How did they pull all this together?
“I’d been looking for an excuse to use Typeform for this project, but I wasn’t sure if it would work for a quiz. I was wrong. It looks and functions great, and it saved us a small fortune in development costs. As a charity, I can’t overstate how important that is.”
To get it done, Jon and Ed split the duties. Jon did the research and wrote the questions—seven categories, six questions each.
Ed took care of the technical implementation. Technical? Actually it was pretty easy. Logic jumps tell respondents if their answer is correct or incorrect, then the calculator totals up the score up at the end.
The result? The Quiz That Saves Lives. Go ahead, fact yourself:
Did you notice the custom design? They told us that was easy too.
“The design is distinct from our own brand, but with some key tie-ins. We removed the Typeform branding to give ourselves a greater sense of ownership.”
So, they had an engaging quiz aimed right at their target audience. Next step? Get it out through the right channels.
“Since we’ve saved funds on the creation, we’ve been able to put some money into mobile marketing, to target young men and drive them towards it.”
How does it get people interested in their cause?
“Once users complete a round, they can play the quiz again. Or they can head to our website to find out more about stem cell donation.”
And is it working? It’s still early, but Jon’s optimistic:
“Fingers crossed, but so far it’s been going well!”
And Ed told us there’s more to come:
“We have a lot of large medical forms here which we’re redeveloping. Typeform allows for rapid prototyping of these with the benefit of actually being able to collect data.”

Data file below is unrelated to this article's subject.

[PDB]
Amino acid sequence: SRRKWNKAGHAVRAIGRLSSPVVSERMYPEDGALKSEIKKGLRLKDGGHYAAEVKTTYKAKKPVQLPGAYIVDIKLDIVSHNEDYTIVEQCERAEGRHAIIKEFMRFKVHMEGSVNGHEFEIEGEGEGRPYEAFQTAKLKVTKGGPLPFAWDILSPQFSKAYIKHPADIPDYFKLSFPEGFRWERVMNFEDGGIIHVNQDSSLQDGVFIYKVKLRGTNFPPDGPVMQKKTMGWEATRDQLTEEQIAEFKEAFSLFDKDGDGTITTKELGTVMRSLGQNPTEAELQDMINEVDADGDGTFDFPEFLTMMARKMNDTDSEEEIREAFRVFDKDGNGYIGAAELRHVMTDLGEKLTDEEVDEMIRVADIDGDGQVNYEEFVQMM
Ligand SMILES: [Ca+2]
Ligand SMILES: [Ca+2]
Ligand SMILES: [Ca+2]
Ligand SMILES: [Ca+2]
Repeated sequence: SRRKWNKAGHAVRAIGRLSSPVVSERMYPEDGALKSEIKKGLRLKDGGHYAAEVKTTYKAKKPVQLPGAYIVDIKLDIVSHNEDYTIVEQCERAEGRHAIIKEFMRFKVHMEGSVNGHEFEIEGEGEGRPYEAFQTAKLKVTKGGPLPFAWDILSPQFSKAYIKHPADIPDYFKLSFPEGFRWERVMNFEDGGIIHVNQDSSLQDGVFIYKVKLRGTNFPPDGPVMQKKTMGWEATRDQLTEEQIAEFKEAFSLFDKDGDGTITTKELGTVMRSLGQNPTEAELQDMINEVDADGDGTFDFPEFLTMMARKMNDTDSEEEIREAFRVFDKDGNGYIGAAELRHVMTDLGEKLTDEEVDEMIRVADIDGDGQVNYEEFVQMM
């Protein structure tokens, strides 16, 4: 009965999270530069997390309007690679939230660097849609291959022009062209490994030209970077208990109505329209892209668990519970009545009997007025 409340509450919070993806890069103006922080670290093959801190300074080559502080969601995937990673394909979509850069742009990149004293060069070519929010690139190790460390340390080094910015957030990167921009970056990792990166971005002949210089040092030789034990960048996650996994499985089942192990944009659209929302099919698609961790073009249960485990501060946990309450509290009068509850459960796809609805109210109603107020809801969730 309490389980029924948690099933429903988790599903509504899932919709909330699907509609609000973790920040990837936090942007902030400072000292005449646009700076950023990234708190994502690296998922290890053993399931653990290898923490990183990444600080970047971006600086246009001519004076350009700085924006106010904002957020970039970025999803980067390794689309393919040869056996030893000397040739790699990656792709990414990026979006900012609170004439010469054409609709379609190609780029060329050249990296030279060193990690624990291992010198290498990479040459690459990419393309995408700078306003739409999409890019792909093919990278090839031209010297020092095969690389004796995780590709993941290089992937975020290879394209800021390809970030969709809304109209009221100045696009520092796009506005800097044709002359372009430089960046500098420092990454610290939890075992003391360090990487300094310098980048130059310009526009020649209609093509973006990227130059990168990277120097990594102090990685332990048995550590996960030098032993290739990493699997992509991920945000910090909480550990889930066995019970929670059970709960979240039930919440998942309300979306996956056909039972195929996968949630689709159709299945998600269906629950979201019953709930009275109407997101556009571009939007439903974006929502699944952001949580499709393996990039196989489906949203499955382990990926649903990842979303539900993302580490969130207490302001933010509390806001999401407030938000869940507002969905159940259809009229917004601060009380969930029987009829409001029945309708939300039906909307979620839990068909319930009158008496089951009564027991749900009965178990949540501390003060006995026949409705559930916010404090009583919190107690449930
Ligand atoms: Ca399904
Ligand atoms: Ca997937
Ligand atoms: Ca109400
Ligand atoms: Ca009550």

I asked Jon and Ed if they had any advice for others looking to create a quiz with Typeform:
“It’s a very simple tool, don’t be afraid to start mucking about with it!”
How did Anthony Nolan do it?
Do you need a clever quiz to reach your target audience—to spark their interest, to generate some leads? Here are some things Jon and Ed did to put their quiz together. Or get started right away with these Typeform templates.
1) Customize your background to fit your brand
You can customized your typeform to match your brand, evoke emotions, or just to make it look sharp. Learn how to customize the look of your typeform.
2) Use Logic Jumps to customize the screens people see
Give respondents instant feedback on their quiz answers with Logic Jump.
3) Keep a running total of scores and costs with Calculator
Calculator lets you keep track of a quiz score, show the total score at the end, and classify respondents based on their scores. Find out all the things you can do with Calculator.
4) Remove Typeform branding to make it your own
Need your typeform to reflect your brand? No problem. Here’s how you can remove Typeform branding.
5) Customize the Thank You screen
Need a link at the end of a quiz to redirect someone to your cause? Then consider customizing the Thank You screen.